Tim Kaine Lurches Right in Quest for “Middle Ground”

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Former Virginia Governor and current Senate candidate Tim Kaine found himself in hot water after a Senatorial debate last week in which he expressed a willingness to consider “a proposal that would have some minimum tax level for everyone.” Perhaps even worse, Kaine has also proposed a so-called “Middle-Ground” approach to the Bush tax cuts, which he says in his TV ad is fiscally responsible. His middle ground position – putting him between a tax-averse Democratic president and a tax-loathing Republican rival – would extend the Bush tax cuts for the first $500,000 that a taxpayer makes in a year.

His fiscally irresponsible ideas about the expiring Bush tax cuts merit their own outrage. Kaine’s proposal to raise the income threshold above which the Bush tax cuts expire to $500,000 would save 22 percent less revenue than Obama’s $250,000 threshold, and 73 percent of the lost revenue would be paying for tax cuts for people making over $500,000.  A full 30 percent of the cost of Kaine’s extra tax cuts would go to people making over $1 million!

It’s not surprising that his statements regarding a minimum tax have caused an uproar considering that such proposals are usually the province of radical conservatives like Minnesota Republican Michelle Bachman, rather than that of moderate Democrats. Ironically, Kaine himself made a strong case against such a proposal in the debate when he noted that “everyone pays taxes,” a point Citizens for Tax Justice repeatedly makes.

What’s so disturbing about Kaine’s Bush tax cut proposal, as opposed to his openness to a minimum tax (which he’s already walked back), is that it isn’t out of the realm of possibility. Last May, Democratic House Minority Leader Nancy Pelosi proposed to raise the income threshold over which the Bush tax cuts should expire even higher, from $250,000 to $1 million. Kaine and like-minded Democrats need to reconsider their position because allowing even more of the Bush tax cuts to stay in place makes about zero fiscal sense.

Front Page Photo of Tim Kaine via Third Way Creative Commons Attribution License 2.0

Quick Hits in State News: Brownback Spins a Story, and More

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Looks like the “spin room” in Topeka has been busy lately. Read how Kansas Governor Brownback and his staff “fashion[ed] a new budget narrative” in reaction to criticism over massive budget cuts he signed (PDF) earlier this year and possible further reductions. Insisting that revenue lost to his pet tax cuts (which take effect next year) won’t be responsible for budget shortfalls, the governor is saying that somehow the European debt crisis and other things beyond the state’s control are forcing spending cuts.

It’s been a while since we’ve heard much about “marriage penalties” imposed by state tax structures (a so-called marriage penalty is imposed when single filers pay more tax as married couples than if they filed as two single filers). But the issue is rearing its head in Wisconsin and this thoughtful blog post from the Wisconsin Budget Projects helps to put the concept in context.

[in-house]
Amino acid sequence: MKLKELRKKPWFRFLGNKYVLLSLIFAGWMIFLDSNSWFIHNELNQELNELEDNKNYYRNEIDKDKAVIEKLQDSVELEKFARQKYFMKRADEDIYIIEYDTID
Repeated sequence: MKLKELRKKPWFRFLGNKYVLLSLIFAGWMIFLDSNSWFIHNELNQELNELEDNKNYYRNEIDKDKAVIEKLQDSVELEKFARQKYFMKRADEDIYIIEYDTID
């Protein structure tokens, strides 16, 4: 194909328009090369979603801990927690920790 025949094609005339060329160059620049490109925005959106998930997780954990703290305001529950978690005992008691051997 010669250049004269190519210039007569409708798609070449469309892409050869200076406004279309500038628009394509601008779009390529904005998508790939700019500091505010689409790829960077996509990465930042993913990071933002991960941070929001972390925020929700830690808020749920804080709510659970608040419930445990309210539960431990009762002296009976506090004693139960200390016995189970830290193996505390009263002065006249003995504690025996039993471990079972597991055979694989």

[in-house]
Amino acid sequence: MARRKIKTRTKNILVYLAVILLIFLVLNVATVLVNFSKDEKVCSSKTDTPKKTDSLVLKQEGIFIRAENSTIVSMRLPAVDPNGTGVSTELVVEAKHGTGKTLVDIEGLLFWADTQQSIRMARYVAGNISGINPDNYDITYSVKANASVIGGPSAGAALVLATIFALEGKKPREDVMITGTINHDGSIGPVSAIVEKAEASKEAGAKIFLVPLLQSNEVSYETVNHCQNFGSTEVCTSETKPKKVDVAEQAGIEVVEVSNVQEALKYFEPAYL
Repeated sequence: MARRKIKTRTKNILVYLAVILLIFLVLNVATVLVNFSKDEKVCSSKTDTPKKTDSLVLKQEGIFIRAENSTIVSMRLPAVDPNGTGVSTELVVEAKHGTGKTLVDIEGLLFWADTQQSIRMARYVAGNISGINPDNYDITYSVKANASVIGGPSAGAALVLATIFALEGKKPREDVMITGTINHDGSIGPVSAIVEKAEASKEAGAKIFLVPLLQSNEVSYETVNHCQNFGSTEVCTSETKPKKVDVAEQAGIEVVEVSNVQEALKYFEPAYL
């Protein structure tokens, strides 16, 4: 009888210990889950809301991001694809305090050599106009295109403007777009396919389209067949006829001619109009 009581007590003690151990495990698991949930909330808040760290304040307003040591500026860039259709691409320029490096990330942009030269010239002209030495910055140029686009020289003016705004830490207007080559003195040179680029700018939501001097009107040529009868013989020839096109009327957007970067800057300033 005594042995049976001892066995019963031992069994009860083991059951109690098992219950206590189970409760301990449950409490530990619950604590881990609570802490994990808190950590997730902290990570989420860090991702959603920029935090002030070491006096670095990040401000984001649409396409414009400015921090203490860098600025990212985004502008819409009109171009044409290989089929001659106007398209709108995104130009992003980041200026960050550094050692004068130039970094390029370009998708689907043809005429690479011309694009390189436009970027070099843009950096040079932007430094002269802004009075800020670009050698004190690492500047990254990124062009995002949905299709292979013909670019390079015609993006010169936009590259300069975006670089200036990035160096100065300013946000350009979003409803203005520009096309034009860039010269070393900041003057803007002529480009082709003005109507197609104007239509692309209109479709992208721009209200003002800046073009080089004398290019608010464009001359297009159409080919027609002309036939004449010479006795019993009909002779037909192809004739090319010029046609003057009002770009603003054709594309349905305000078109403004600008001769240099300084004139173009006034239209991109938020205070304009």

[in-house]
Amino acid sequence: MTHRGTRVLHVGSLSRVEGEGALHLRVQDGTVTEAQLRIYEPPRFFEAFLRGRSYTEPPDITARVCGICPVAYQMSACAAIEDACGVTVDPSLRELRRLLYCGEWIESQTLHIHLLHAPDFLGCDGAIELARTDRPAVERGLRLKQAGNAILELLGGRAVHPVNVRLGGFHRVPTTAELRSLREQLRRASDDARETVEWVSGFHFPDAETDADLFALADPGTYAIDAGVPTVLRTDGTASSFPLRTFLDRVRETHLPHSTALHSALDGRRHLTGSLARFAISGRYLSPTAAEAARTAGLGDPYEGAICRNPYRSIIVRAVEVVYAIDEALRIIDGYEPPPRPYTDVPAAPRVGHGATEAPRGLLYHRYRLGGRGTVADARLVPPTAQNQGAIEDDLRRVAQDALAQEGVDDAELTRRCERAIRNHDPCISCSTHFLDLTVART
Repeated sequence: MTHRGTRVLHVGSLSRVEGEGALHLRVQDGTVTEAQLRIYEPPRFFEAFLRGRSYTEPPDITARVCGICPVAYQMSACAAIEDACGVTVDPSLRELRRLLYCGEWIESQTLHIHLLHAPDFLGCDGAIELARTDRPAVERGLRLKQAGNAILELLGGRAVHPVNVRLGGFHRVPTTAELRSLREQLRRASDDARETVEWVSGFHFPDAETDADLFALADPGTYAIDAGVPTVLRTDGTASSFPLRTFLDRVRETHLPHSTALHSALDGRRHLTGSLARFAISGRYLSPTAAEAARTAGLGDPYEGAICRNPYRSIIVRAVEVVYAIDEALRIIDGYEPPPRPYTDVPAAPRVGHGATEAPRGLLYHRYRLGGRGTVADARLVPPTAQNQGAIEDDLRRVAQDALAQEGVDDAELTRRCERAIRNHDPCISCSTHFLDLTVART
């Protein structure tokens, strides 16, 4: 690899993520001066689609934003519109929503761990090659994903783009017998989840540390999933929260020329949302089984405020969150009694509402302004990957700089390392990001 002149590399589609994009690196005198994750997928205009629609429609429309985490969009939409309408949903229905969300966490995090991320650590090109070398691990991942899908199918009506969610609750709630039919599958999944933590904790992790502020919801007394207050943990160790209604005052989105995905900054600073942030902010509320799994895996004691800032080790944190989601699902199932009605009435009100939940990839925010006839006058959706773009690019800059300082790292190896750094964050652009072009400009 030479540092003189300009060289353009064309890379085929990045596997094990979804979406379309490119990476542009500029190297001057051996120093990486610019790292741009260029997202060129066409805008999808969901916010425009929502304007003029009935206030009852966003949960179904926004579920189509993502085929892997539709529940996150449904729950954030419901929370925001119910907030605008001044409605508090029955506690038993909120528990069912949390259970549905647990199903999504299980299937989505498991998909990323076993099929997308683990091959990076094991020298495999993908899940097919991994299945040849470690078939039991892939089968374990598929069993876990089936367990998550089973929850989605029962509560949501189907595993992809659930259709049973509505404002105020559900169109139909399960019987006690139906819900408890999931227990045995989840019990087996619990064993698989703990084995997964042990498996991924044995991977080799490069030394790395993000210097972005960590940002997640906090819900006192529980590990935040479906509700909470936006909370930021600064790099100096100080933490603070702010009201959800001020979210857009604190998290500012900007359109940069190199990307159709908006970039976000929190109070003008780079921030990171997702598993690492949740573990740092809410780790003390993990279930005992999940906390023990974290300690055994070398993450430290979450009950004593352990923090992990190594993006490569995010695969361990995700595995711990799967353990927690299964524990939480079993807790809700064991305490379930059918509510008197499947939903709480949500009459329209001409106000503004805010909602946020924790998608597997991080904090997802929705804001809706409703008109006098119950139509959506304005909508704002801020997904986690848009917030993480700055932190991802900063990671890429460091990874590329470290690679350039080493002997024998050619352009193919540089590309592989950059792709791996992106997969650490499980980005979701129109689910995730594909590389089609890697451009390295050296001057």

In order to debunk the absurdity of Mitt Romney’s 47 percent claim, an opinion piece in the Las Vegas Sun reminds Nevadans — by pointing to research from the Institute on Taxation and Economic Policy — that low income people are paying more than their fair overall share because of state and local taxes.

Here the Charlotte Observer editorial board decries both gubernatorial candidates’ calls for politically popular rate reductions and their failure to commit to genuine, comprehensive reform for North Carolina. “Today’s tax code is riddled with exemptions, loopholes and preferential treatment that sap the state of needed revenue… [and] it’s time for tax code reform to take a prominent place on the agenda of the state’s chief executive. The public – the voting public – should insist on it.”

Blue Ribbon Experts School Blue Grass Lawmakers in Tax Reform

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Kentucky’s tax structure is broken – so broken that policymakers have convened 12 commissions since 1982 to study the state’s revenue stream.  And yet the Institute on Taxation and Economic Policy (ITEP) found that still the state continues to tax low and middle-income people at a higher rate than the wealthy. This year the Governor Beshear formed the Blue Ribbon Commission on Tax Reform, and the consulting economists assisting the Commission have released their report (PDF) which offers a variety of recommendations that are worth legislative consideration. The full commission, consisting of stakeholders and leaders from organizations across the state, will release its recommendations in November.